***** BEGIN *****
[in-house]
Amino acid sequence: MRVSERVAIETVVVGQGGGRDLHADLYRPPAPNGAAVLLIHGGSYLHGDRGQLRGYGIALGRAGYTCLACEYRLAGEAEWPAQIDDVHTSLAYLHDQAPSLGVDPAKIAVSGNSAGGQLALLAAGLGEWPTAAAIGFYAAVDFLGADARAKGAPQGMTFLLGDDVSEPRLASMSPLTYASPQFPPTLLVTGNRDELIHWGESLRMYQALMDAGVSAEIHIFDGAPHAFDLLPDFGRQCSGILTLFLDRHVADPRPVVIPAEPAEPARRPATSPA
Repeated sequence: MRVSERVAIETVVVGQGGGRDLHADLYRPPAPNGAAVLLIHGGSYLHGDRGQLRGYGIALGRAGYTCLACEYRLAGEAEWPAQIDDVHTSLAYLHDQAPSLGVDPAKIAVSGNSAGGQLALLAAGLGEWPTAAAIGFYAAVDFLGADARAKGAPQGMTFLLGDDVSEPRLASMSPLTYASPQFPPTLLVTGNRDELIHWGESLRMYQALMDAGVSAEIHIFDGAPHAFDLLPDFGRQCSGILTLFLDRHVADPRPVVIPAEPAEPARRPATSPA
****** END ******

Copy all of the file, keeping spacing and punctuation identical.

[in-house]
Amino acid sequence: MRVSERVAIETVVVGQGGGRDLHADLYRPPAPNGAAVLLIHGGSYLHGDRGQLRGYGIALGRAGYTCLACEYRLAGEAEWPAQIDDVHTSLAYLHDQAPSLGVDPAKIAVSGNSAGGQLALLAAGLGEWPTAAAIGFYAAVDFLGADARAKGAPQGMTFLLGDDVSEPRLASMSPLTYASPQFPPTLLVTGNRDELIHWGESLRMYQALMDAGVSAEIHIFDGAPHAFDLLPDFGRQCSGILTLFLDRHVADPRPVVIPAEPAEPARRPATSPA
Repeated sequence: MRVSERVAIETVVVGQGGGRDLHADLYRPPAPNGAAVLLIHGGSYLHGDRGQLRGYGIALGRAGYTCLACEYRLAGEAEWPAQIDDVHTSLAYLHDQAPSLGVDPAKIAVSGNSAGGQLALLAAGLGEWPTAAAIGFYAAVDFLGADARAKGAPQGMTFLLGDDVSEPRLASMSPLTYASPQFPPTLLVTGNRDELIHWGESLRMYQALMDAGVSAEIHIFDGAPHAFDLLPDFGRQCSGILTLFLDRHVADPRPVVIPAEPAEPARRPATSPA